Gallatin student co-founds sustainable fashion brand

Katie Xue and Isabella Chan share their struggles with social pressures, fast fashion rip-offs and work-life balance.


Amoy’s Jane Mini Dress, which retails at $225, is first out of their new brand of mid-luxury clothing. (Courtesy of Amoy)

Brooke Wasserman, Contributing Writer

The story of Amoy New York, a mid-level luxury sustainable fashion brand started by Gallatin senior Katie Xue and Chapman University senior Isabella Chan, began during the COVID-19 pandemic. The duo met through chance and found that they had a shared love for fashion, leading them to launch Amoy this past June. 

Chan, having grown up attending an all-girls school, felt that it gave her a complex relationship with her femininity. She struggled with wanting to be able to compete in a male-dominated world while maintaining her personal autonomy and taste — her love for fashion and shopping.

“I felt very insecure about wanting to wear makeup or caring about how clothes looked, and I liked looking at Vogue and those fashion magazines,” Chan said. “Especially with like second-wave feminism like there was a lot of like, oh, we need to change or like we need to … hide like things that were like considered traditionally feminine, because we need to be able to like act or like do things that are like traditionally masculine in order to compete.”

Chan and Xue recognized feminine people are often not allowed to simply be feminine and be respected. Instead, they must be something traditionally masculine as well — edgy, deep, strong — in order to gain society’s broader respect. But erasing femininity never quite fit Chan or Xue.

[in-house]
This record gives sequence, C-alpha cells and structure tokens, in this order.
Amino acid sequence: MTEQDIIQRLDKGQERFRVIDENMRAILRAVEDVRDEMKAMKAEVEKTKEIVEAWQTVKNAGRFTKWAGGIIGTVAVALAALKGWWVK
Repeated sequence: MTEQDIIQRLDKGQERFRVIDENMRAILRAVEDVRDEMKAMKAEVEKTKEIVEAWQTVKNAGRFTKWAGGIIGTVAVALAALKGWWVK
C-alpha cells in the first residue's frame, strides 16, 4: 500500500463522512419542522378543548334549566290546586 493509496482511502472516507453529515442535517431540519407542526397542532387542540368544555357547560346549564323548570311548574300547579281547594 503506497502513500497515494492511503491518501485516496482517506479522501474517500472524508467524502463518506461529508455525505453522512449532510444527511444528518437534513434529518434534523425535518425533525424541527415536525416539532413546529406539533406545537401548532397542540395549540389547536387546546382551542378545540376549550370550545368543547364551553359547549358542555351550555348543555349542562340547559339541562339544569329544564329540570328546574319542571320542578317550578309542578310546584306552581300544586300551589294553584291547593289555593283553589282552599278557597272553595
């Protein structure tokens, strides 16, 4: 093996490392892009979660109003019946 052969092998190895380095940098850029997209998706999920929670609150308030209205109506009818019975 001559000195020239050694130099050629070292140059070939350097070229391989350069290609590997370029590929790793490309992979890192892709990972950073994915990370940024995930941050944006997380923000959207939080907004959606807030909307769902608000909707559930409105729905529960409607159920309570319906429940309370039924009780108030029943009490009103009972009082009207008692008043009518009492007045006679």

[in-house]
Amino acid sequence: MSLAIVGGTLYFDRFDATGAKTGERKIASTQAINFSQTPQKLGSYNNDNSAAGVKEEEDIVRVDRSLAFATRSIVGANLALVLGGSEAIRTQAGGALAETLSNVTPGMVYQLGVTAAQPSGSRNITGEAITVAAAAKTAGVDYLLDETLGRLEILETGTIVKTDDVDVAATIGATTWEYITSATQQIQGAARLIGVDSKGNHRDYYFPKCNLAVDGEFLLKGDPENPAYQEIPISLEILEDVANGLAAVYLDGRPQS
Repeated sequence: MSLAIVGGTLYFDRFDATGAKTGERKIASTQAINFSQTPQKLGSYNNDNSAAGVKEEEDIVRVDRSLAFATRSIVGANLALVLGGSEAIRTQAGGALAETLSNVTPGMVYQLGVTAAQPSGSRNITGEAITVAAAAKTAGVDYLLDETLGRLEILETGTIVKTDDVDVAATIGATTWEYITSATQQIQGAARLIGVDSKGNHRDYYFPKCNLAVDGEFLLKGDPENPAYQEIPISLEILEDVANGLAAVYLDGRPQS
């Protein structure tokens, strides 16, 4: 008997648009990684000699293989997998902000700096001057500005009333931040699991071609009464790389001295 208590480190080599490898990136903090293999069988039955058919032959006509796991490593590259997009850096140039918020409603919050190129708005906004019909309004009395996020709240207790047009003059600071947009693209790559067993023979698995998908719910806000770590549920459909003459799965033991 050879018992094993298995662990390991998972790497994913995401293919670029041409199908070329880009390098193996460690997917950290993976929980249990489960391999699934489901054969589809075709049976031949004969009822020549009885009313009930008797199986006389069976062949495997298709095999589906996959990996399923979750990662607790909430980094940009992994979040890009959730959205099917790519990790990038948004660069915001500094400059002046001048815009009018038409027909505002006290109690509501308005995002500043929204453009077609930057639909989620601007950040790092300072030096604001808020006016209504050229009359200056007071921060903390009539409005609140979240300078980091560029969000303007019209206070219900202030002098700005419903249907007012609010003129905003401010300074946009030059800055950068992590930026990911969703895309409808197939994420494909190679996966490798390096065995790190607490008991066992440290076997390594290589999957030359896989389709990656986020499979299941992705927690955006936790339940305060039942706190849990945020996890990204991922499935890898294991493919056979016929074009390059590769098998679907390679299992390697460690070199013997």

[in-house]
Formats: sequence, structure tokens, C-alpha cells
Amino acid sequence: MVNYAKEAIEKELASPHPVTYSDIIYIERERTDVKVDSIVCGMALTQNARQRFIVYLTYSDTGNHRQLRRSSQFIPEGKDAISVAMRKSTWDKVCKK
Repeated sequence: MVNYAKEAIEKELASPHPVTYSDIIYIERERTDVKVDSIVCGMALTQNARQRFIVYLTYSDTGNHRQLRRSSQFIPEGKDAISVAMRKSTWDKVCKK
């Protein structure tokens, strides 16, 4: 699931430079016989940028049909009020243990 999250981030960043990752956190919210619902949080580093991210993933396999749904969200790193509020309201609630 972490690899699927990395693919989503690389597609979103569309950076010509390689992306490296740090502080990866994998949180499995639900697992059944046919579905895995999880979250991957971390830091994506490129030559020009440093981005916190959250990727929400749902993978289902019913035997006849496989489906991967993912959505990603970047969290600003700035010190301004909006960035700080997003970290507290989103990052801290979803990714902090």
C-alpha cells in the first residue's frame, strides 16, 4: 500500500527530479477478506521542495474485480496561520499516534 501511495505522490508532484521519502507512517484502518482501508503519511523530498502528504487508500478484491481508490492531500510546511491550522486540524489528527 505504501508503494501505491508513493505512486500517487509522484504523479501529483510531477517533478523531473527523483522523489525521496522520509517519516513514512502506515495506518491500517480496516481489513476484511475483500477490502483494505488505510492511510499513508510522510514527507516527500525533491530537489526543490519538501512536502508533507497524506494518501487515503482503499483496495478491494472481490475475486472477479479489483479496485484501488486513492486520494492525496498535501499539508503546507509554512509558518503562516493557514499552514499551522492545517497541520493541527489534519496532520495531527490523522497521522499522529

“We’re two New York City girls who love to dress up and wear cute clothes, but also care about the planet,” Xue said. “We felt like we could create pieces for people like us.” 

Xue and Chan didn’t bother with mood boards and hours of pondering over aesthetics — their vision for Amoy was crystal clear. They spent the months prior to their launch creating their first product, the Jane Mini Dress, which retails for $225. The dress is created out of fabric made from recycled plastic bottles and made using ethical labor practices, which Xue noted as something Amoy prides itself on. The low back, long sleeve and high neck black mini dress with overlapping mesh was inspired by ‘70s silhouettes, a passion for sustainability, and the need to stay on the go and be fashionable at the same time. 

Once Chan and Xue created the Jane dress, their previous stints in social media influencing came in handy. They found that social media advertising was the best way to spread awareness about their launch, given its low cost and accessibility to potential customers. A few days before their launch, they decided they needed to kick up their advertising, so they filmed a friend in the Jane Mini and posted a TikTok of her walking along Sunset Boulevard in the warm Los Angeles light to Chan’s account.

They said the first TikTok got approximately 1.4 million views and estimated that overall, their TikToks have garnered between 3 and 4 million views. Just as they’d hoped, their social media press strategy worked, and it catapulted their brand. 

“That very first day, we had maybe like 20 or 30 orders,” Xue said. “And that’s pretty exciting for people like us who don’t really make that much money.”